Strong industry involvement has been central to the NSW Tertiary Pathways Project. Collaboration with industry and employers produces pathways which align with current and future skills needs while delivering real employment outcomes for students.
Tertiary pathways can meet particular needs in evolving industries where skill sets are rapidly changing and in industries where educational gaps are preventing the workforce from upskilling. For example, the department has recently partnered with Australian Industry Standards to research new pathway options in the transport and logistics sector, which is undergoing rapid technological changes, with new job roles and requirements starting to emerge.
Industry partnerships help to ensure pathways deliver the right mix of practical and theoretical skills that employers need. For example, consultations with the emerging renewable energy sector identified demand for technically competent paraprofessionals with specific experience in renewable energy technologies. To provide this unique blend of skills, industry representatives became major partners in a consortium which delivered an Associate Degree of Applied Engineering (Renewable Energy Technologies).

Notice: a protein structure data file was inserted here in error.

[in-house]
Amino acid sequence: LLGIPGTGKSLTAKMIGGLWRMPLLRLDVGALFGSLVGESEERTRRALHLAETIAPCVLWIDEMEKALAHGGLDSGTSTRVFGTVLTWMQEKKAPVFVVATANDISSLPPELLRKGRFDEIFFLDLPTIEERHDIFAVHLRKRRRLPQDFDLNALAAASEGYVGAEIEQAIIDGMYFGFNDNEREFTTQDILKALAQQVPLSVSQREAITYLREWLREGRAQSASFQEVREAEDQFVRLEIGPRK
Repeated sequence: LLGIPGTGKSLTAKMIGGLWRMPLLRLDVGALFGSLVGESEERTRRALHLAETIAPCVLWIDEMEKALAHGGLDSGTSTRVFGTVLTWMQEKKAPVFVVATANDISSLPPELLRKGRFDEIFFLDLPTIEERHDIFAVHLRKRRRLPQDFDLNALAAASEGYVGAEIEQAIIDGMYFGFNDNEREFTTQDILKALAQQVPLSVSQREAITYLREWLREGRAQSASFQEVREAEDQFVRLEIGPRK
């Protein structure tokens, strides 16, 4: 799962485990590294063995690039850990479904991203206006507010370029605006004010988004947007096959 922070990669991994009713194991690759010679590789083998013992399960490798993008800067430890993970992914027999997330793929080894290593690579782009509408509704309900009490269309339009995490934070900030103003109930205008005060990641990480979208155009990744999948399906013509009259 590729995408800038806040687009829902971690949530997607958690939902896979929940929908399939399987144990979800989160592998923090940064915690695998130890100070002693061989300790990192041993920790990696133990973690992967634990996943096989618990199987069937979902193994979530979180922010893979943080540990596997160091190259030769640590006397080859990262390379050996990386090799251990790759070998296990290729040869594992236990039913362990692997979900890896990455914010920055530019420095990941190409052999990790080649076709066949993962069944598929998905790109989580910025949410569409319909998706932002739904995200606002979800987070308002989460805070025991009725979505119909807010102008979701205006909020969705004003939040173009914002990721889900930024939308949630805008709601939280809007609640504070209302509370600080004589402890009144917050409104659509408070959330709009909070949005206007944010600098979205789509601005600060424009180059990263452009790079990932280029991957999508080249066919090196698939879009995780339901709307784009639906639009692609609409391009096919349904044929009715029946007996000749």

Industry partnerships have worked best where employers have been involved during the entire development process. It is important to consider that the needs of industry groups and employers may differ, as the case study below demonstrates.
Case Study: Early Childhood Education Pathway
This pathway was created in anticipation of an increased demand for qualified early childhood educators as new regulatory requirements came into effect. It featured the creation of an Associate Degree in Early Childhood Education, which was led and delivered by TAFE NSW Western Institute.
The associate degree combined VET and higher education content to allow students to transition seamlessly from a Certificate III to higher level study. It fully integrated the content from the Diploma of Children’s Services and prepared students with the academic skills needed to enter directly into a bachelor degree.
Despite a high level of engagement and enthusiasm from sector peak bodies, employers and prospective students were unsupportive of the pathway. The associate degree is an unrecognised qualification in both the award and the regulatory framework, and neither group saw the value in upskilling to this qualification level.
Earlier contact with local employers and prospective students would have allowed for the disconnect between their needs and the aspirations of the project to be addressed.